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2012 could be the year that apps start to replace traditional music albums, CDs, and even standard digital music downloads. That's according to Sting, who recently released “Sting 25.”
The artist has told several publications he believes that as CD sales decline, apps may be the new way to appeal to fans because they allow for everything to be included and updated regularly, including music, videos, news and performance dates.
“Sting 25” looks back on the 25-year solo career of the musician since he left as front man of The Police. There's exclusive concert footage, interviews and updates on his humanitarian pursuits.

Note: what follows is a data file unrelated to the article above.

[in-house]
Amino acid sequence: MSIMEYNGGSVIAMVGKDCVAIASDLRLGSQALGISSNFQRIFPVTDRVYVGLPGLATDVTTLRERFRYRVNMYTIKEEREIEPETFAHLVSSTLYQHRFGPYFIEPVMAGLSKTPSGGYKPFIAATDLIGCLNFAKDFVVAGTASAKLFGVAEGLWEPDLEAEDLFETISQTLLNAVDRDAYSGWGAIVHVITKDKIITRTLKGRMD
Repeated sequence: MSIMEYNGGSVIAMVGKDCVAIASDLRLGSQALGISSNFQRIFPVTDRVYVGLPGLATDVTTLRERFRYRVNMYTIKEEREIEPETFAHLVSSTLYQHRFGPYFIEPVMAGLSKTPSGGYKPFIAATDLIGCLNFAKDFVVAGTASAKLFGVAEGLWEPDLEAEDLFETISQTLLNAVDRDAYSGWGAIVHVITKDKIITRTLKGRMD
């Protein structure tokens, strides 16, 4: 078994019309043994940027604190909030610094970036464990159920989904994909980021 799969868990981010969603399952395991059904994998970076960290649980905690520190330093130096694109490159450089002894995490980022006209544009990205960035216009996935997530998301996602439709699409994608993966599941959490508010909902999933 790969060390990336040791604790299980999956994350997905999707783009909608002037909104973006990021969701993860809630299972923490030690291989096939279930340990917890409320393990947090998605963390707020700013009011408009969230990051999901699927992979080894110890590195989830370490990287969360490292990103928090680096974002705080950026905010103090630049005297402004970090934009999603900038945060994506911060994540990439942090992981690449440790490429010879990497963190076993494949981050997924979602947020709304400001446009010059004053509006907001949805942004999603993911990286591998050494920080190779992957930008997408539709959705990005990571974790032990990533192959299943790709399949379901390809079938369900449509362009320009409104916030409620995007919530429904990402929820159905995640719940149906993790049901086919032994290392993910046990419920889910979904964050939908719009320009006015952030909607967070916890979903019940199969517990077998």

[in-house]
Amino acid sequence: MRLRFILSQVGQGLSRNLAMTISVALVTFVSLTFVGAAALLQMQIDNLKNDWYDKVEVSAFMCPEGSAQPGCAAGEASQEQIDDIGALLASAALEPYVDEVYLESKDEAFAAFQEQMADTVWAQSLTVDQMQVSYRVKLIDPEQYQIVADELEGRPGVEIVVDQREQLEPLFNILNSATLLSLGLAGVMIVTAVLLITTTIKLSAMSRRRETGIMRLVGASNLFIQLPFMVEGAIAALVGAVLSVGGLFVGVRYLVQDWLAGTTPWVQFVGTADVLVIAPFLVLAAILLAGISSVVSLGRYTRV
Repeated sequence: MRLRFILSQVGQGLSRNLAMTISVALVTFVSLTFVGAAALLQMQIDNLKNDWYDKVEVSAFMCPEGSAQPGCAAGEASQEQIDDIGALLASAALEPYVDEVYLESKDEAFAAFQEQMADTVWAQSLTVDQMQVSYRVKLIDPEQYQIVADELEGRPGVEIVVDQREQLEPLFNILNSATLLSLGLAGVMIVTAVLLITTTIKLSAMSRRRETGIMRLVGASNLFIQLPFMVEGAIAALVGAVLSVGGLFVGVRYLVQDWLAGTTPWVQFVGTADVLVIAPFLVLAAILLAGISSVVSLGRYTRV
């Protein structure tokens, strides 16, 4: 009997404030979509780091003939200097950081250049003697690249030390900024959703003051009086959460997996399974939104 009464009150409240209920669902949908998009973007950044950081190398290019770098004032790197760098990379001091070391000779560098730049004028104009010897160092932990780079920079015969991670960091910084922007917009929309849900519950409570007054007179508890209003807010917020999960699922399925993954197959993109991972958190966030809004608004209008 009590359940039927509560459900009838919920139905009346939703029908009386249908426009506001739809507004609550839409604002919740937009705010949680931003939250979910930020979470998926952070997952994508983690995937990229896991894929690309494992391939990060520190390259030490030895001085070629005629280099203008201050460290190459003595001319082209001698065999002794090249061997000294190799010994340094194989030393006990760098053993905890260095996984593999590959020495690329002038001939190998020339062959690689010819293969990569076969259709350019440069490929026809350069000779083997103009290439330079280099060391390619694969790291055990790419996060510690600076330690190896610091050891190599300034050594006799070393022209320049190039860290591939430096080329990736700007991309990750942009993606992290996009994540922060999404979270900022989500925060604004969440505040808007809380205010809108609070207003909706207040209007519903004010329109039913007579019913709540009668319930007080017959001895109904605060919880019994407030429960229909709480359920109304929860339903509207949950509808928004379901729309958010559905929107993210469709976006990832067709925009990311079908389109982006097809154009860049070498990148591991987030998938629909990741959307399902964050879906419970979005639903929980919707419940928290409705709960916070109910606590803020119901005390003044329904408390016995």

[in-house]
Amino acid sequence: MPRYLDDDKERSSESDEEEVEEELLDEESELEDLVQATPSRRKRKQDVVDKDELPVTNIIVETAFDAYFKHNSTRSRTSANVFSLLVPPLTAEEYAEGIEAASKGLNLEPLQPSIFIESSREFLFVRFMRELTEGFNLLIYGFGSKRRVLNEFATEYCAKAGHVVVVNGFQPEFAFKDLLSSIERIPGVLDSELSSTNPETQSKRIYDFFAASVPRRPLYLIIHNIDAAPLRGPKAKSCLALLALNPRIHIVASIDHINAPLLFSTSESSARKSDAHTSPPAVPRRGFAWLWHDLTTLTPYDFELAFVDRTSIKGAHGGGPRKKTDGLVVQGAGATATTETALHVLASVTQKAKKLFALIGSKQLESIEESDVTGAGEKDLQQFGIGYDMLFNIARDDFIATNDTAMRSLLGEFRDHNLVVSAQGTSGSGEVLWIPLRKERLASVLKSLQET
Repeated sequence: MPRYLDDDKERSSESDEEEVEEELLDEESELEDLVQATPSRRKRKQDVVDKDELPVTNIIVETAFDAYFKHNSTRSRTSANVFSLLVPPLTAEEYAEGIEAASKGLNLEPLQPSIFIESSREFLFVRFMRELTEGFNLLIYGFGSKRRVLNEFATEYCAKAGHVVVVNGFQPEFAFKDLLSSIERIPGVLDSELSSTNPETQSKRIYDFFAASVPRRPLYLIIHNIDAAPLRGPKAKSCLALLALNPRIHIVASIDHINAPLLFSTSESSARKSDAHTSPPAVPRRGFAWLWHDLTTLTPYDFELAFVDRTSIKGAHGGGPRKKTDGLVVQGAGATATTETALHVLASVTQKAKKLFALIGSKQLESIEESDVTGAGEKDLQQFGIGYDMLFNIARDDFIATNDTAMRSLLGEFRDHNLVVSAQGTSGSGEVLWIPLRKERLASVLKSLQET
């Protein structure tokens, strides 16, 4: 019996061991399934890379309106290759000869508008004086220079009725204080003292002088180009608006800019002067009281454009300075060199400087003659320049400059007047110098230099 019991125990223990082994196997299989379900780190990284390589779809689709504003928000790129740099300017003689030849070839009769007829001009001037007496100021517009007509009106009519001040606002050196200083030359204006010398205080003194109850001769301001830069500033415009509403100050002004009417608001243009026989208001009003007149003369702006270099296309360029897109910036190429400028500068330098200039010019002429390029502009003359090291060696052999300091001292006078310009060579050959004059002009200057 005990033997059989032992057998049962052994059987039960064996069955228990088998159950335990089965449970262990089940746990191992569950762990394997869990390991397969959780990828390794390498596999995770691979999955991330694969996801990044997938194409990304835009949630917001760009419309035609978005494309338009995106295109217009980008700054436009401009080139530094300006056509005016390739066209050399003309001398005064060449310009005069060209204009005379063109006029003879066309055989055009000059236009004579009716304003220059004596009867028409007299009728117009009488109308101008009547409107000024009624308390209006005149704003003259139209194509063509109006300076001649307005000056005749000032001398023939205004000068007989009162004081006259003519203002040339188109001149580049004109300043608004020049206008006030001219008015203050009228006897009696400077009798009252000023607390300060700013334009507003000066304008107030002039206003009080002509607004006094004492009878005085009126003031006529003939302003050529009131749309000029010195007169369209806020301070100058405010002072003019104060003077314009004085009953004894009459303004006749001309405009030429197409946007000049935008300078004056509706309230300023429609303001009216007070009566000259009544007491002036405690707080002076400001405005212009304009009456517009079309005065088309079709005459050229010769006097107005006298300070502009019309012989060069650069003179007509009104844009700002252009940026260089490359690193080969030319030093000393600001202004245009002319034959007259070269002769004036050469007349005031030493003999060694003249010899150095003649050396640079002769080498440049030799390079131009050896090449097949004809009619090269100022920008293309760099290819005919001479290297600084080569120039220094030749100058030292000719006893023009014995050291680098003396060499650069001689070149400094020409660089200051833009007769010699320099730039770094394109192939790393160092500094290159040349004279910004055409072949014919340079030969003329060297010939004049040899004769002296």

The app doesn't totally do away with buying music, though. While it’s free for iPads, if you want to listen to songs outside the app, there are links that take you straight to iTunes to purchase them that way.
Wall of Sound
For a bit of a different way to listen to the music you already have, try “Wall of Sound.” It takes all of the album artwork from your library and makes a virtual wall out of it for you to poke, pinch and play.
The app will also help with music discovery by offering up some artists you may potentially like based on what you already have.
As with everything these days, it's also social. You can share with friends what you're listening to via email, text, Facebook or Twitter.
“Wall of Sound” is a free app, and it’s only for iOS devices.